Rogers, William

Rogers, William             1913 Sep 12th

Lonely Man’s Death

Watercress Gatherer’s Fractured Thigh

An inquest was held by the Deputy-Coroner for Salisbury, Mr A M Wilson, at Salisbury Workhouse on Wednesday afternoon, respecting the death of William Rogers, aged 74, a watercress gatherer, who lived alone, and died in the Workhouse Infirmary, after sustaining a fractured thigh.

Emma Evemy, a widow, of 73, Milford Street, stated that Rogers was her late husband’s cousin, and lived alone at Mists Court, Milford Hill. On Wednesday, August 20th , she was called to his house by a neighbour and she found him very ill in bed. On the following day a doctor and a nurse were sent for. She had given him brandy and milk, and the doctor ordered him brandy and prescribed some medicine. On Friday, August 22nd, she visited him again, and found there the nurse, who discovered he had hurt his leg, which was very much swollen. She saw him every day till Thursday, September 4th, when he was removed to the Workhouse Infirmary.

George Small, of 81, Milford Street, general dealer, stated that he had known Rogers for a good many years. On Thursday, August 28th, at about half-past four in the morning, he was called by Mrs Cannings, who lived in a room underneath that occupied by Rogers. He went there and found Rogers in a heap on the floor, having fallen out of bed. He lifted him into bed, and he complained of a bruise on the thigh.

Dr Luckham, medical officer at the Workhouse, stated that Rogers was admitted on Thursday, September 4th, but it was after witness had visited the house, and he was then so well that the sister did not send for him. He saw Rogers on Sunday morning, and then he was in very good general condition that he was surprised that he was not allowed to get up. The left thigh was fractured, and he told him he could not get up. Next day he became very ill with sickness and exhaustion, and witness was sent for. He was then obviously dying, and died the same evening. The fracture had already partly united, but no doubt Rogers was a man who had lived a very rough and hard life, and the fracture accelerated his death. There were no signs of disease, but Rogers had lived roughly and had nothing to fall back on.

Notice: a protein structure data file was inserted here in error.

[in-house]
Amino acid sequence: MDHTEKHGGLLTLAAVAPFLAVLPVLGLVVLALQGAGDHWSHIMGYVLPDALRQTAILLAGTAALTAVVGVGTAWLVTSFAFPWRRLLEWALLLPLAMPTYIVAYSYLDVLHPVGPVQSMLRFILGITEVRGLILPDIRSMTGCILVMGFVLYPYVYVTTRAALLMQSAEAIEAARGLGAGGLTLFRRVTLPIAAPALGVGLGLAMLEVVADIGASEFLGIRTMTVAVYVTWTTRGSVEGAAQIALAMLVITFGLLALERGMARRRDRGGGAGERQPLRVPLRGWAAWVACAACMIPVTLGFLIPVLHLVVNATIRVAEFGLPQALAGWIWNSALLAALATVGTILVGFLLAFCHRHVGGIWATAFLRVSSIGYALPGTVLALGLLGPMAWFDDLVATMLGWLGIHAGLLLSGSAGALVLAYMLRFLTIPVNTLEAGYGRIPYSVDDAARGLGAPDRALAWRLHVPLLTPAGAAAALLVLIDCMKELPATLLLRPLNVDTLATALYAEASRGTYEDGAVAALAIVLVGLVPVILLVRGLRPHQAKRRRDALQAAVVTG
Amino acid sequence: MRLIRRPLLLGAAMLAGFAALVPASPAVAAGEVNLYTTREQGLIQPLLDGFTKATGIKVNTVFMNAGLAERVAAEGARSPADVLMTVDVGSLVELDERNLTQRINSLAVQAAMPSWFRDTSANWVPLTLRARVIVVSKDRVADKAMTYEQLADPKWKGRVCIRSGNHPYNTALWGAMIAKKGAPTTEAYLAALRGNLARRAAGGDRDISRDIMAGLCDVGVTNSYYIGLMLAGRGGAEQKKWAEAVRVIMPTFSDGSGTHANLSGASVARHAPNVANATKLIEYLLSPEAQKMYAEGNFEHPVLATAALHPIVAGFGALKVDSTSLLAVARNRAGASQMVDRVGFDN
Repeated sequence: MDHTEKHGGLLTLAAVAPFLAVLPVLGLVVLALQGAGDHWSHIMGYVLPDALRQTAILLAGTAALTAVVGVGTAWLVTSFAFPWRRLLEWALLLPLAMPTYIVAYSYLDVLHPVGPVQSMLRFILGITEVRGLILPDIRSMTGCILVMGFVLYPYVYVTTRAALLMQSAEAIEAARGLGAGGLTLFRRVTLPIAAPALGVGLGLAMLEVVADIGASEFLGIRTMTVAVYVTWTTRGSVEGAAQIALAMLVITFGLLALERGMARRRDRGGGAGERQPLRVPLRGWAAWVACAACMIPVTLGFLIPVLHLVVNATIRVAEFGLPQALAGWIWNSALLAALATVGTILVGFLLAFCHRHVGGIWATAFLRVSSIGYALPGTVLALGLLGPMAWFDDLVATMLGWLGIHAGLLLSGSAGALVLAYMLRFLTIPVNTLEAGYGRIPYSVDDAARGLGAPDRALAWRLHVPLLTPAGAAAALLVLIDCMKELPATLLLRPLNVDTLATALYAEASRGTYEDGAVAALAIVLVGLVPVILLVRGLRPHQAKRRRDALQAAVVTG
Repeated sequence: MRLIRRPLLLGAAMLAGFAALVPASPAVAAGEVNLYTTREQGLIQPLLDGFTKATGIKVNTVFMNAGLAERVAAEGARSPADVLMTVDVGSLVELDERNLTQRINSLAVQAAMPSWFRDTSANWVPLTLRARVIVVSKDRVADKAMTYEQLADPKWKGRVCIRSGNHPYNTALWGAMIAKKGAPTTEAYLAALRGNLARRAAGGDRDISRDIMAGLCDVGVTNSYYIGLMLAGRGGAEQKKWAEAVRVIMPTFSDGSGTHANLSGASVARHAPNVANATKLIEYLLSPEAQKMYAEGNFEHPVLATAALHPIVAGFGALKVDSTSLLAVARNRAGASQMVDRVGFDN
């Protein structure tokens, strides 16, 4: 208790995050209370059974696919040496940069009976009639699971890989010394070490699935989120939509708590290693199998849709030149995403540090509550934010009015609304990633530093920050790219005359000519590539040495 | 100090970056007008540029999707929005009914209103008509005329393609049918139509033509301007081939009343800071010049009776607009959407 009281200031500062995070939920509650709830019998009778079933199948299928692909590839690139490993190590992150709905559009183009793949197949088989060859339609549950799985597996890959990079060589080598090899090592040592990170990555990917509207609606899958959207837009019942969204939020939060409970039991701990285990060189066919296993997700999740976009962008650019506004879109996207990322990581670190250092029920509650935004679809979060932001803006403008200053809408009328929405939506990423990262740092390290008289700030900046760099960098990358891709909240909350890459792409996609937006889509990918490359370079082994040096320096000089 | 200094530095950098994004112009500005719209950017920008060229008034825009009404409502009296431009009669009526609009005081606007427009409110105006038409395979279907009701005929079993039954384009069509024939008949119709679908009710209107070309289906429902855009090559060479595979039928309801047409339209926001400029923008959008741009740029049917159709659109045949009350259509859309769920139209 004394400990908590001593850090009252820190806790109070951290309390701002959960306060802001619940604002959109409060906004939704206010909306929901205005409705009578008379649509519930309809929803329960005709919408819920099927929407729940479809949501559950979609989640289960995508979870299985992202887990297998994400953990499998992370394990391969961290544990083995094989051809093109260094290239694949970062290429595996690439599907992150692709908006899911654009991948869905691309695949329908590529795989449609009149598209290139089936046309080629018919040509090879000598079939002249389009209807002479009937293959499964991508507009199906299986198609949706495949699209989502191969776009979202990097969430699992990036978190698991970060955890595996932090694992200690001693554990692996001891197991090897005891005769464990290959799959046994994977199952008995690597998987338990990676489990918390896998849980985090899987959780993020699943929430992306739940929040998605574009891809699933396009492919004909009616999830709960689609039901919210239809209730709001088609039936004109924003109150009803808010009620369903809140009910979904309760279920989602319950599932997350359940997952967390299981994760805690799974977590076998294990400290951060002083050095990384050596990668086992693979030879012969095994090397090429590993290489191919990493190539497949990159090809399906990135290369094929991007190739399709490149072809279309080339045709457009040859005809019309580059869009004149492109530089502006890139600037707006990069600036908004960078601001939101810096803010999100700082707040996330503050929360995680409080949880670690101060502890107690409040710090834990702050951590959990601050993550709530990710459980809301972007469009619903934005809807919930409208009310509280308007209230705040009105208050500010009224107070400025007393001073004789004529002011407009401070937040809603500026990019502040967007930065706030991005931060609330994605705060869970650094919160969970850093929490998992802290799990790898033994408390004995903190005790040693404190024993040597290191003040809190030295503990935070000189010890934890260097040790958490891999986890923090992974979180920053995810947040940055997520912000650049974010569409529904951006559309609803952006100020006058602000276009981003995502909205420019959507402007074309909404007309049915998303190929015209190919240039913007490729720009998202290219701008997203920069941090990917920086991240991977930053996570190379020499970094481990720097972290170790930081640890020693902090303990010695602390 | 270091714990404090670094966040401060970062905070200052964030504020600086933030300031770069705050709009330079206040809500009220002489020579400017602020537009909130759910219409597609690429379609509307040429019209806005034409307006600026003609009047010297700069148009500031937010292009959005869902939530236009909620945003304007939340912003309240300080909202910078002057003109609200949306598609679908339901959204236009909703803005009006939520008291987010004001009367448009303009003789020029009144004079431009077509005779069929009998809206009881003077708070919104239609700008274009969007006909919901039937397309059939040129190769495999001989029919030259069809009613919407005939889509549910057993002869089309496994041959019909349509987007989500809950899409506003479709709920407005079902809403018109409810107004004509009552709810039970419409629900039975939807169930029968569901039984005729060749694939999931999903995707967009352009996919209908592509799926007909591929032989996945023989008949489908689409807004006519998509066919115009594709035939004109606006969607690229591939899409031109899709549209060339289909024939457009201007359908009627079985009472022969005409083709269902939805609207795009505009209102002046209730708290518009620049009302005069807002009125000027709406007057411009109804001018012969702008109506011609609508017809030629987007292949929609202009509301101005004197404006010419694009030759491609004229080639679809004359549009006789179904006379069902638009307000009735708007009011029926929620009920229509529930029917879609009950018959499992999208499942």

A Juror : Did you see him before he was admitted? No.

The Deputy-Coroner said he believed a doctor was called in, but there was no record of it, and they did not know his name. He believed the doctor was Dr Rowe, who was acting as locum tenens.

The Juror : So that from Thursday afternoon till Sunday morning no one knew he had a fractured thigh?

Dr Luckham : It is was known he had one. It was an old fracture, and the sister did not send for me because there was nothing that could be done.

Then he had no attention from a doctor? No. There was no splint or anything of that kind.

Do you think that if he had been attended to when he was admitted that it would have prevented him dying? Oh, no.

What do you think was the cause of death? The fracture acting upon an enfeebled condition. If he had been a healthy man the fracture would not have caused death.

The jury returned a verdict of “Accidental death accelerated by the fracture.”


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